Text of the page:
Additionally, people will argue that the higher the gear ratio the lower the torque/power, which is true. However, unless you are throwing large cranks over 1 oz. in weight or similar sized swimbaits, that extra torque is unnecessary; you’re cranking not flipping/pitching!
For cranks and other trebled baits over an ounce in weight, or for those that create extreme drag, like a Rapala DT16, the lower gear ratio reels with better torque are recommended. For my purposes, the higher speed reels serve me very well.
My recommended reels for cranking are Piscifun exclusive bait casters.
- The Piscifun Perseus 6.3:1 Moderate Speed
- The Piscifun Torrent 7:1 High Speed
- The Piscifun Phantom 7:1 High Speed
If you are unfamiliar with Piscifun, purchase whatever you’re comfortable with, but feel free to follow the guidelines I have set out to make an informed decision.
As far as line goes, as mentioned, I prefer monofilament or even copolymer. I am an avid fan of PLine for my CoPolymers, and CXX is second to none. C21 by PLine is also great stuff for the money.
For monofilament, there is none greater than Berkley Big Game! I found this stuff watching Larry Dahlberg on “Hunt for Big Fish” as a kid, and he knew what the hell he was doing. I’ve thrown the stuff ever since I saw him catch a Goliath Tigerfish with it! It’ll handle a measly 10 pound bass without issue…lol. It is very strong and surprisingly sensitive stuff, for a reasonable price as well.
What are your favorite springtime crankbait colors?
Color, that’s always a debate among anglers. I know some guys who throw whatever the hell they have in the box, and others, like myself, who meticulously pack colors based on the waterway and the situation. I have personally seen fish swim away from one color and come back to smash the heck out of another: they know the difference.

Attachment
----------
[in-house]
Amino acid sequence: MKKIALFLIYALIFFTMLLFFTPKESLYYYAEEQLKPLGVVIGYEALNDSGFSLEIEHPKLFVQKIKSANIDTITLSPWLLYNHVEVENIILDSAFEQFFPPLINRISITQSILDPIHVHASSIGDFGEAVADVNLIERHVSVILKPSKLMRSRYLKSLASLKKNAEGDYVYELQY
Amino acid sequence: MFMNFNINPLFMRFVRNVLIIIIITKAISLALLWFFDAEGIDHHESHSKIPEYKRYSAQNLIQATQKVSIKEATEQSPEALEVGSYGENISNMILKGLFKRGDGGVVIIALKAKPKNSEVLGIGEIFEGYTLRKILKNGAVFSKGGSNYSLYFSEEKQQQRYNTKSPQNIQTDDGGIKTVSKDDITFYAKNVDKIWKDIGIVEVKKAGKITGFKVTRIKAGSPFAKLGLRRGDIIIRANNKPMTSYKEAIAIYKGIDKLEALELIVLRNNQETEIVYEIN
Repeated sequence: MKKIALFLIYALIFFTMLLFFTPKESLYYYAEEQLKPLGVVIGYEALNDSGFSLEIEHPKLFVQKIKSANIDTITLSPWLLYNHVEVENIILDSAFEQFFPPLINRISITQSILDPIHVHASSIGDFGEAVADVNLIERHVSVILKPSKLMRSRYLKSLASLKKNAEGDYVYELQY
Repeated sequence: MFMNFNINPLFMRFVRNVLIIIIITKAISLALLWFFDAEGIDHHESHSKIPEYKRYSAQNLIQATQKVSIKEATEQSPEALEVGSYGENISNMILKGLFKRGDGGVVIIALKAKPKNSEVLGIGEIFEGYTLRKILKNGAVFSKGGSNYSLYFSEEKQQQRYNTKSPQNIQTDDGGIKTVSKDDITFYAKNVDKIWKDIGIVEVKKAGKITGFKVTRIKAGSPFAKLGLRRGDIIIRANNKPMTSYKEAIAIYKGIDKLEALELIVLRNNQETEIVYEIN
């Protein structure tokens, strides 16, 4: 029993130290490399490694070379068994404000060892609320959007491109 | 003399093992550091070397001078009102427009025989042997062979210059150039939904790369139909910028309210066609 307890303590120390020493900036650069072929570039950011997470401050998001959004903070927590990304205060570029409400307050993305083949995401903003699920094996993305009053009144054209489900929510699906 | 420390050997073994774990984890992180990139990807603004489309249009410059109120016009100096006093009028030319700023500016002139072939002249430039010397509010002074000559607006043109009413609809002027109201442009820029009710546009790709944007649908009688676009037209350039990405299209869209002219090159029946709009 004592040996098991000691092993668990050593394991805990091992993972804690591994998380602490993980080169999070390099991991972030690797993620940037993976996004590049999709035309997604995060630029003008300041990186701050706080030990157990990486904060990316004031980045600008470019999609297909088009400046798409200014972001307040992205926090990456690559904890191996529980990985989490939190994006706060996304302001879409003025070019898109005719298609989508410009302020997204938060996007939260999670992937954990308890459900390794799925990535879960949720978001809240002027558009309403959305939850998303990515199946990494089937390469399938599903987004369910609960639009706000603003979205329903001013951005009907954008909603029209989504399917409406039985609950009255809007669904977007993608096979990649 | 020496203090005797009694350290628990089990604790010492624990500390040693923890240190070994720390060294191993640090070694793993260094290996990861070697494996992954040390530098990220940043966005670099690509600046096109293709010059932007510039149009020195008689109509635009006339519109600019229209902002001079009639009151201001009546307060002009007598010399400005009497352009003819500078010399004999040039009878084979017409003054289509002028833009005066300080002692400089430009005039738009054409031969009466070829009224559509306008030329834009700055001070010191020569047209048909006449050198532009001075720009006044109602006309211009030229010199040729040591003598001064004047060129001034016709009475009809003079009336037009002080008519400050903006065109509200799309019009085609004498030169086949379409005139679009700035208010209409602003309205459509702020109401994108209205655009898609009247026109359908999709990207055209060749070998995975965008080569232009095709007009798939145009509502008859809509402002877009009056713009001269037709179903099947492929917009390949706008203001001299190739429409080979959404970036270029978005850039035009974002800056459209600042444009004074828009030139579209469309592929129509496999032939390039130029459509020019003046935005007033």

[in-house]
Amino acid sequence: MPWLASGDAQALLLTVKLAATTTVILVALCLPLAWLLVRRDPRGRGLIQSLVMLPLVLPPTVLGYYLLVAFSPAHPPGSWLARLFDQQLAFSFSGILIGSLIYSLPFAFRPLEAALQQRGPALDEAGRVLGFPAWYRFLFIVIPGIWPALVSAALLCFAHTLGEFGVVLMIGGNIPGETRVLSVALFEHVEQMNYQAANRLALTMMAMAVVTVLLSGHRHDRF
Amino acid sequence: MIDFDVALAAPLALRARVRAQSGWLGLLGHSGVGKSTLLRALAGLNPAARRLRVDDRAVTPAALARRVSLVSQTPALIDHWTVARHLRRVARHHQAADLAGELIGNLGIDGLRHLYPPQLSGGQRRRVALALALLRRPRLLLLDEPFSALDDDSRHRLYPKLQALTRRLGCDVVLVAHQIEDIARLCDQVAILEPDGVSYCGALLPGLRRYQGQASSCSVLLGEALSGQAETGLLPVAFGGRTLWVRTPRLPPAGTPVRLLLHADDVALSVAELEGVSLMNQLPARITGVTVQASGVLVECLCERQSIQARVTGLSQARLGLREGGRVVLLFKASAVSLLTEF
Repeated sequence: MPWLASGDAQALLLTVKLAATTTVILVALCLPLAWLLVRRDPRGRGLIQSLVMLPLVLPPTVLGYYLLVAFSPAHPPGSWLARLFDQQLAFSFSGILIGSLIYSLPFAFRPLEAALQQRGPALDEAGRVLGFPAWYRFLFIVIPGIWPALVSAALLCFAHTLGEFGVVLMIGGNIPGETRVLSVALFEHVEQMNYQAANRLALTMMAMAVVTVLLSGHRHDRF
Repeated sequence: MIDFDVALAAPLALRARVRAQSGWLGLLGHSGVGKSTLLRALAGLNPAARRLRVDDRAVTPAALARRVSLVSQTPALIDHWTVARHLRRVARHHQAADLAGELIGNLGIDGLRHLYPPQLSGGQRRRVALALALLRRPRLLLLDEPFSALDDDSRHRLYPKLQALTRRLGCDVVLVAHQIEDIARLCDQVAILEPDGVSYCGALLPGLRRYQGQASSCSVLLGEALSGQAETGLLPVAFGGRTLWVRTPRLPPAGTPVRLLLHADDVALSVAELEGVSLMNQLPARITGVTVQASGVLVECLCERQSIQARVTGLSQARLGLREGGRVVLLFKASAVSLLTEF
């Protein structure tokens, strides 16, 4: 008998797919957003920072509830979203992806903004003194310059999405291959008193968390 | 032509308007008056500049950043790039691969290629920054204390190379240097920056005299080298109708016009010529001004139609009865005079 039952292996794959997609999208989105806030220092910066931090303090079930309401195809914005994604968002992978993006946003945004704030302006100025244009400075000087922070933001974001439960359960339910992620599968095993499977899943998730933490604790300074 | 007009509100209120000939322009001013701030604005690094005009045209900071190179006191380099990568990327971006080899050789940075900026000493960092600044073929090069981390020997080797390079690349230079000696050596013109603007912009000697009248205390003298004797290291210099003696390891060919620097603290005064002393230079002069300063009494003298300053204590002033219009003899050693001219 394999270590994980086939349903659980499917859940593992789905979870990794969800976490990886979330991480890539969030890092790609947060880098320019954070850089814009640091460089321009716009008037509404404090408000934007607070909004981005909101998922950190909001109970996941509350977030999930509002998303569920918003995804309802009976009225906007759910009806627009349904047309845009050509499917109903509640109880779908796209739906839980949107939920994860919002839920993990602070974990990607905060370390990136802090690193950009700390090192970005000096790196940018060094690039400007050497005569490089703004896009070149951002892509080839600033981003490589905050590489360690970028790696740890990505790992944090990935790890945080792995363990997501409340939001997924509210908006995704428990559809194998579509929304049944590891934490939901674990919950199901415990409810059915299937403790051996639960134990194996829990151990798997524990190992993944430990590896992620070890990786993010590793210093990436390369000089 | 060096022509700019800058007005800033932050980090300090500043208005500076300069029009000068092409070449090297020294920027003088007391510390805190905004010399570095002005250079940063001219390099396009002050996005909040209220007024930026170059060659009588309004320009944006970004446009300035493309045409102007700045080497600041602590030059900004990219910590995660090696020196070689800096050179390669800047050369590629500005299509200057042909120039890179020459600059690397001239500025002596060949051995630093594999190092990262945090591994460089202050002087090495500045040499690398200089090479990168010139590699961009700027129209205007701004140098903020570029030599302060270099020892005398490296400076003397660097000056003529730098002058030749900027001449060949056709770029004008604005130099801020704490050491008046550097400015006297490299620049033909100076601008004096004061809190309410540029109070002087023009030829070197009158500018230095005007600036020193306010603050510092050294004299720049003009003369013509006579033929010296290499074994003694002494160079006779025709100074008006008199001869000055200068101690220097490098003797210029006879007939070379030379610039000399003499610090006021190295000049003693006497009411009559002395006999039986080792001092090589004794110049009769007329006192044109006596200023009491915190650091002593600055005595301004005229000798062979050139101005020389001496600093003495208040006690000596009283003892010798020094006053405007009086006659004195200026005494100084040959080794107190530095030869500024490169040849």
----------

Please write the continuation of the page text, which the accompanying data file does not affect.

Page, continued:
I choose my colors at all times of the year based on the following:
- Water temps: determined what forage will be most active, and determines fish patterns
- Season: also determines what forage will be most active, and dictates crawfish shell color
- Forage: what bait is present “match the hatch”
- Water Clarity: determines what colors show up best
- Fish Behavior: what colors are they reacting to lately, and are there any they seem to prefer
In heavy shad populated waters: shad colors! These include a wide range of different colors from silver, grey, black-ish, purple, blue, chartreuse etc. Depending on the waterway, the color of the baitfish will differ, and it is important to learn your water to make your decisions on color. I prefer purple colors in any shad-filled water. In my area, fish love to demolish purple so it works for me!
In waterways with crawfish as the main forage: craw colors! These also range widely. I have developed a new color called, fittingly, “Spring Craw”. I will be releasing it on the site soon and it is an amazing color that I have had lots of success on. It features rust orange, deep red, and black accents. This is closest to the color of actual crawfish this time of year. As the water warms to high 50’s and up, they will begin to turn a rustier brown, at which point I will switch to more natural brown craw patterns.
Color is important, but what is even more important is location and presentation. Make sure to keep bottom contact, bang the lure around, vary your retrieve, remain patient, believe, and you’re going to catch em’.
Are you fishing most of your crankbaits straight out of the package?
I always fish my cranks right out of the package. If the hooks are inadequate, they get swapped for KVD Triple Grip Trebles, which I find are extremely sharp and effective. If you need to tweak anything on your crank besides the eyelet to allow it to run true, then you probably have a defective crank and should not be throwing it! Grab a Warrior Crank, I’ll take care of you.
The only time I see it necessary to add any extra tweak is occasionally some lead suspend-dots on the belly of my jerk baits and cranks if they do not already suspend. This ensures a better suspending pause which is necessary at times. You can add some scent jelly on the crank as well but it won’t help as much as you’d think because hard baits allow the scent to run-off. Since I paint my own, I never have to worry about tweaking any colors.
What is the best day you remember of springtime cranking?